Syrian rebels will intensify attacks inside the capital Damascus and target sensitive security installations in what they call an operation to “liberate Damascus,” a rebel commander told Reuters on Tuesday.
Colonel Qassem Saadeddine, spokesman of the joint command of the Free Syrian Army inside Syria, told Reuters that many fighters arrived in Damascus from several provinces 10 days ago to take part in the operation and more would be sent soon.
“There is no going back. The Damascus battle has priority for us. We have started the operation to liberate Damascus,” Saadeddine said, adding the rebels had called their operation “Damascus volcano and Syrian earthquake.”
Rebels and government troops have clashed in the streets of Damascus for three days, in the fiercest fighting in the capital since the revolt against President Bashar al-Assad erupted last year.
“This has been planned for some time now. We sent many groups and fighters to Damascus and its suburbs 10 days ago. We have sent at least 50 groups, each with around 50 fighters,” Saadeddine emphasized.
He added, “We will hit security buildings. There is major coordination between all military councils regarding this. We will not stop, there is no return.”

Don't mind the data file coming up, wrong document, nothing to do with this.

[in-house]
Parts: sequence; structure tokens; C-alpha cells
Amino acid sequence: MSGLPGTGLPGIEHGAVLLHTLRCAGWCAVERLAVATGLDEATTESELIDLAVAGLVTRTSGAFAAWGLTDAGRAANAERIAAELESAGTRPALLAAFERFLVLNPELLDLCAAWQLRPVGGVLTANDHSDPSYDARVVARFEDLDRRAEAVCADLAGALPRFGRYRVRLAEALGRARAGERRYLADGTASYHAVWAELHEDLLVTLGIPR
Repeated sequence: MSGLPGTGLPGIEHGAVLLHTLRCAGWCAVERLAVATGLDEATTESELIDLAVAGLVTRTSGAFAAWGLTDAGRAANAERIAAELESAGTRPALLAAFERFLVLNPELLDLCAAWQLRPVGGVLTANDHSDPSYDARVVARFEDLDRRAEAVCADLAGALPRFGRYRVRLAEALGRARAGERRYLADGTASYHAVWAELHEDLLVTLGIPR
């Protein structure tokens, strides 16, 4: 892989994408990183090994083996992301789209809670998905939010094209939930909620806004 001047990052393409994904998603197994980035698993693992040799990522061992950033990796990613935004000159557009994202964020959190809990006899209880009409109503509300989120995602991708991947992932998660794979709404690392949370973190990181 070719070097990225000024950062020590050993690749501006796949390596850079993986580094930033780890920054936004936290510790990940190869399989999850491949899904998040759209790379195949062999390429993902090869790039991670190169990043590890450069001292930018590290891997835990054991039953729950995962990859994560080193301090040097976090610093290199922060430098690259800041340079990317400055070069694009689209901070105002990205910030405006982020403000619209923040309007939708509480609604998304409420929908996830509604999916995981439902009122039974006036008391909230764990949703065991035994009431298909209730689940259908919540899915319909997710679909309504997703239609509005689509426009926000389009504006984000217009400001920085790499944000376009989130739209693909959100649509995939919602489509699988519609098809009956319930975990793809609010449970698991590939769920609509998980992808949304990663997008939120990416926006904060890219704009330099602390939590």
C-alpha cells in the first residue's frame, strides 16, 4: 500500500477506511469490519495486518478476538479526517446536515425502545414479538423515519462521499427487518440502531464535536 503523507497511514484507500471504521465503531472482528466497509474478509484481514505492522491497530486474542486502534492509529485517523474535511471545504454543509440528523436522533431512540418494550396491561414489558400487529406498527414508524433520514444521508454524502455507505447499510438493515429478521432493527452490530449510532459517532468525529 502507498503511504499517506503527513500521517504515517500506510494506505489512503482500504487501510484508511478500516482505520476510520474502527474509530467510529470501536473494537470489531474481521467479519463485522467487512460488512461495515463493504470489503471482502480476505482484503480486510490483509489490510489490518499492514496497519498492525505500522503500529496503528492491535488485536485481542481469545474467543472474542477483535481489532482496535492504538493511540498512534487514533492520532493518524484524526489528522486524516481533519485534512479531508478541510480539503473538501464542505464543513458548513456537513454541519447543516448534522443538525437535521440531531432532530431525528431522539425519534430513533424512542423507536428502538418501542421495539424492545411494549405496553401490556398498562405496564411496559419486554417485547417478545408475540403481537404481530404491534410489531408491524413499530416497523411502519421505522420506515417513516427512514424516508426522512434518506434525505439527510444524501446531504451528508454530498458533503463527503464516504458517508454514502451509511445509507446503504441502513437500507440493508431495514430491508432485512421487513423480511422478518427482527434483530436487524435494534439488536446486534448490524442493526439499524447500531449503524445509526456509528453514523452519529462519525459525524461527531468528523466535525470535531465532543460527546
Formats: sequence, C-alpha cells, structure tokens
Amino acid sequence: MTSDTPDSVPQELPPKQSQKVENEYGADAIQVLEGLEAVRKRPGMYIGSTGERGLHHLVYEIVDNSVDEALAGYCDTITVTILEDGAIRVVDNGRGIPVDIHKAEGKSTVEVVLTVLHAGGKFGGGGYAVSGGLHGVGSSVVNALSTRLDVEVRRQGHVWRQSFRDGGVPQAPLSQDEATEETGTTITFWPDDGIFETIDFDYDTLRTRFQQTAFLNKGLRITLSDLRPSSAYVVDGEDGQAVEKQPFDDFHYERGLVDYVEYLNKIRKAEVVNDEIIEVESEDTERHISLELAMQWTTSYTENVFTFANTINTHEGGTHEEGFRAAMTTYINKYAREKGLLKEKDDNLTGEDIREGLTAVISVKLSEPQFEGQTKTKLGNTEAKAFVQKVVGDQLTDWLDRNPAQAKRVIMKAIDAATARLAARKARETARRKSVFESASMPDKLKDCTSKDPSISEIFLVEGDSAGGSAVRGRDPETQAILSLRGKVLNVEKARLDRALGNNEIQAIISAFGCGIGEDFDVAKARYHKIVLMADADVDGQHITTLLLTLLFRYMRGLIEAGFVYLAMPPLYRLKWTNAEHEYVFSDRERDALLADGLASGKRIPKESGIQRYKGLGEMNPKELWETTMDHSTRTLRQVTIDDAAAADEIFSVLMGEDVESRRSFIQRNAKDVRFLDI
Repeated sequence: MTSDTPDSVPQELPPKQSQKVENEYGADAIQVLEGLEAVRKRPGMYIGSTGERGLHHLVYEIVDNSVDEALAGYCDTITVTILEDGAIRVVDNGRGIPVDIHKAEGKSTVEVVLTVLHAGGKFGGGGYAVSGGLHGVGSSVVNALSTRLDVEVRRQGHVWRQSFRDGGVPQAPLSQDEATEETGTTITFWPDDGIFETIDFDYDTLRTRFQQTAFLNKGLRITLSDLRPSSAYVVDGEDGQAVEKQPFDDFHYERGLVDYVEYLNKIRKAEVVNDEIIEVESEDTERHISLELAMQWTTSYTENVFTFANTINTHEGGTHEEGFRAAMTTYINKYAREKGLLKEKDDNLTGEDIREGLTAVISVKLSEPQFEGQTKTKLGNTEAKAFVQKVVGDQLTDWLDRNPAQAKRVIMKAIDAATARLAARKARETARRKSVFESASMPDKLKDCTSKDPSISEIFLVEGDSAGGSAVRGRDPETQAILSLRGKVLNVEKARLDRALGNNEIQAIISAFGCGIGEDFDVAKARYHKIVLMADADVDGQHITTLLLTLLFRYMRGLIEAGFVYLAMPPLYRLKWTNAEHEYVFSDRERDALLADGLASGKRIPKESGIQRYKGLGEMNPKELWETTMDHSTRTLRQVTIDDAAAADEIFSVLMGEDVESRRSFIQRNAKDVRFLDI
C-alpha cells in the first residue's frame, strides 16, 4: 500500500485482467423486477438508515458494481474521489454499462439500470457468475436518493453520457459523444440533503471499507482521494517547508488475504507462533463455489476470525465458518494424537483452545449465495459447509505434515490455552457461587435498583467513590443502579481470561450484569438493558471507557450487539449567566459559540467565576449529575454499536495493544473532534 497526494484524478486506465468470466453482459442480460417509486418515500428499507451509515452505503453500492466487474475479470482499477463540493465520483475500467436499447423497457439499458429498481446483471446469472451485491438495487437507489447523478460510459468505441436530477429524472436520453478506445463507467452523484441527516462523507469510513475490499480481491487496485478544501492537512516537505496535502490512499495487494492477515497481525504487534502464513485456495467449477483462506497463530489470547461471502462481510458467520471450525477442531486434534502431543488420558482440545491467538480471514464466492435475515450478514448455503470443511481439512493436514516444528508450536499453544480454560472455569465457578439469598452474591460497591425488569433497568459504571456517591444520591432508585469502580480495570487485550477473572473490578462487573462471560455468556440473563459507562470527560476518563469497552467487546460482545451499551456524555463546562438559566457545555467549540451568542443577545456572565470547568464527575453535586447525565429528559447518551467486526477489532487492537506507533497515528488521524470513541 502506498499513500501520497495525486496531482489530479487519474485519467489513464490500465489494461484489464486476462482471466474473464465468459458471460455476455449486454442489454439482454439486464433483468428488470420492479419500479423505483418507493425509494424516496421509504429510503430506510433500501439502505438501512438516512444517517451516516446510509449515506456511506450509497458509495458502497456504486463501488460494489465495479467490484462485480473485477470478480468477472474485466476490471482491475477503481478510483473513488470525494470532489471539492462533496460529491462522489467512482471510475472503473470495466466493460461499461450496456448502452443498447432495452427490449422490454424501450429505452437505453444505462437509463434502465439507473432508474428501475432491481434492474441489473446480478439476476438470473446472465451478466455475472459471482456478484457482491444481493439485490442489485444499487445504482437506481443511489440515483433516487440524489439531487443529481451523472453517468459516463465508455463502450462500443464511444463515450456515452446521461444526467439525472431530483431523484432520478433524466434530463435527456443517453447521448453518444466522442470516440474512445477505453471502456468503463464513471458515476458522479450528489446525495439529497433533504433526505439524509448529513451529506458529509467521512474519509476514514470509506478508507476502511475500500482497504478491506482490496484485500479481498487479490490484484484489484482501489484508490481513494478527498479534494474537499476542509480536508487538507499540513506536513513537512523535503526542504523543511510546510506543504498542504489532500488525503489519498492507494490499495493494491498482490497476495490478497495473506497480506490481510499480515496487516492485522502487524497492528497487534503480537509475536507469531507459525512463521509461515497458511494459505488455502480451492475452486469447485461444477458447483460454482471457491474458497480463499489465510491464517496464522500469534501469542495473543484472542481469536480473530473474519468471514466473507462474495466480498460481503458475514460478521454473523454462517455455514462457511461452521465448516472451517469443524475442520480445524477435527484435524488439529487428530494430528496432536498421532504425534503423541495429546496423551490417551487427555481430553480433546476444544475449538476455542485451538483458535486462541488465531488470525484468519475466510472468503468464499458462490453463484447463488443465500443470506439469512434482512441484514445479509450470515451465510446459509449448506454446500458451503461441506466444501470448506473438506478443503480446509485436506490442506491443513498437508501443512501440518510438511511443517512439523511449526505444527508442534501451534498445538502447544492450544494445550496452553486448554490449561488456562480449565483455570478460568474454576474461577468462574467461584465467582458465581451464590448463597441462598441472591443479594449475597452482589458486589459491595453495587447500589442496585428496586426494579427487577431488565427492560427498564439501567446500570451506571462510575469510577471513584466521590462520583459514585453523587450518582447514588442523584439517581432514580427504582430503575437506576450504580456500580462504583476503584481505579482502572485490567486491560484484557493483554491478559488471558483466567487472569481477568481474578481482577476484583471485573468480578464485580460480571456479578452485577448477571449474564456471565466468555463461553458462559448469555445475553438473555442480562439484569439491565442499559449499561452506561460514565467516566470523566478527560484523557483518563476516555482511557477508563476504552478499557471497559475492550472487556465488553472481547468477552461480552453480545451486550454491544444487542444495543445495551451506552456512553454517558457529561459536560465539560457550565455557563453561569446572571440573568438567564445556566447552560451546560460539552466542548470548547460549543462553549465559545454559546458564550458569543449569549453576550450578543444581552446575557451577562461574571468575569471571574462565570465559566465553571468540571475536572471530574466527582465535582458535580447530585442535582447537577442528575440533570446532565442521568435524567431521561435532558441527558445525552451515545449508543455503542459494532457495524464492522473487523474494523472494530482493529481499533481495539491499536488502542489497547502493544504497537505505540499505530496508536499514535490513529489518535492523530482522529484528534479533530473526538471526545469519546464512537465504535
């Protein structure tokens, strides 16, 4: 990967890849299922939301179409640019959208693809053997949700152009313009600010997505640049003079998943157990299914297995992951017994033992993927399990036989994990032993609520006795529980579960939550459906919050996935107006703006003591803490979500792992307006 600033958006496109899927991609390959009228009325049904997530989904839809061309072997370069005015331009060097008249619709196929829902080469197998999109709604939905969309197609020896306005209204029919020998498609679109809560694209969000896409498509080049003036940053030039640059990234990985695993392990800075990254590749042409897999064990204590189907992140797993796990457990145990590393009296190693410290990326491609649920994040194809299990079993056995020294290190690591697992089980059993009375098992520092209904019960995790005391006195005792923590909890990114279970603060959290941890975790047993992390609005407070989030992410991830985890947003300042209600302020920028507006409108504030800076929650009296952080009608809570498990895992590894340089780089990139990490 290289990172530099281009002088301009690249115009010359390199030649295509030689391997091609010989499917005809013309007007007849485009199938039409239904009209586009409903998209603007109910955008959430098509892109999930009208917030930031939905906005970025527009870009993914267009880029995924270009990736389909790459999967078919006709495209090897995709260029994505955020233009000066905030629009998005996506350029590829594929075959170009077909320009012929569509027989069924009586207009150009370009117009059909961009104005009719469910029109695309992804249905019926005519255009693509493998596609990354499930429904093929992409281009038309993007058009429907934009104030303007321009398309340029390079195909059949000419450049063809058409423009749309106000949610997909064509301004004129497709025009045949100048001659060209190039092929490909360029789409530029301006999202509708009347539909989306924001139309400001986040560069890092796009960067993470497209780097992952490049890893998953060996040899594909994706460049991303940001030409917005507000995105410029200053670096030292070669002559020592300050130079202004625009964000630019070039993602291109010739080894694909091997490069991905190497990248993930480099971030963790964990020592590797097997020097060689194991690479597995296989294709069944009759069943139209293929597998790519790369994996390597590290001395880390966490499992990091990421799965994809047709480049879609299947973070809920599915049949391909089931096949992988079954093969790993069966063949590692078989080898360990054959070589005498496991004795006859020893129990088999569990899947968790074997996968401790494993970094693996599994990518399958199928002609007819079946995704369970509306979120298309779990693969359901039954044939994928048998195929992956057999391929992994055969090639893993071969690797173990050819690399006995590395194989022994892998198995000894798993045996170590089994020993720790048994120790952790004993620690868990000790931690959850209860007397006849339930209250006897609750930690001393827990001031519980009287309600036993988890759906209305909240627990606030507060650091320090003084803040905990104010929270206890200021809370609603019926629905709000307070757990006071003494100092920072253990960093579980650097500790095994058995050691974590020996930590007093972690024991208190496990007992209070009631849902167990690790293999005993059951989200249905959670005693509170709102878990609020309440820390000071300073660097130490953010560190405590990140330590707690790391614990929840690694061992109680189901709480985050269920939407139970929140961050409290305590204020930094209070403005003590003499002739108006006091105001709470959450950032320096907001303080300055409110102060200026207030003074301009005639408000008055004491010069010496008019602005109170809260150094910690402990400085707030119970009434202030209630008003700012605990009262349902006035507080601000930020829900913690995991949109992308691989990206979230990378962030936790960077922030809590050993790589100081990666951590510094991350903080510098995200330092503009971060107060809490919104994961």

The Israeli army intelligence chief said on Tuesday that Assad has pulled troops from the Israeli border to defend Damascus against rebels.
“The Syrian military is acting very brutally, which shows the regime is desperate. Its control of Damascus is getting weaker,” Major-General Aviv Kochavi told a parliamentary committee.
“Assad has moved many of his forces that were in the Golan Heights to the conflict areas," Kochavi said. “He's not afraid of Israel at this point, but primarily wants to bolster his forces around Damascus.”
Nawaf Fares, the first Syrian ambassador to defect since the uprising against Assad began, told the BBC on Monday that Assad will not hesitate to use chemical weapons against opposition forces.
Fares, a former ambassador to Iraq, insisted that Assad’s days are numbered but warned that the president would be prepared "to eradicate the entire Syrian people" in order to remain in power.
"I am convinced that if Bashar al-Assad's regime is further cornered by the people -- he would use such weapons," Fares said.
Meanwhile, the United Nations Security Council is set to vote Wednesday on a Western-backed resolution that threatens Syrian authorities with sanctions if they do not stop using heavy weapons in towns.
The resolution, proposed by Britain, the United States, France and Germany, would extend a UN observer mission in Syria for 45 days and place international envoy Kofi Annan's peace plan under Chapter 7 of the UN Charter.
Chapter 7 allows the 15-member council to authorize actions ranging from diplomatic and economic sanctions to military intervention. U.S. officials have said they are talking about sanctions on Syria, not military intervention.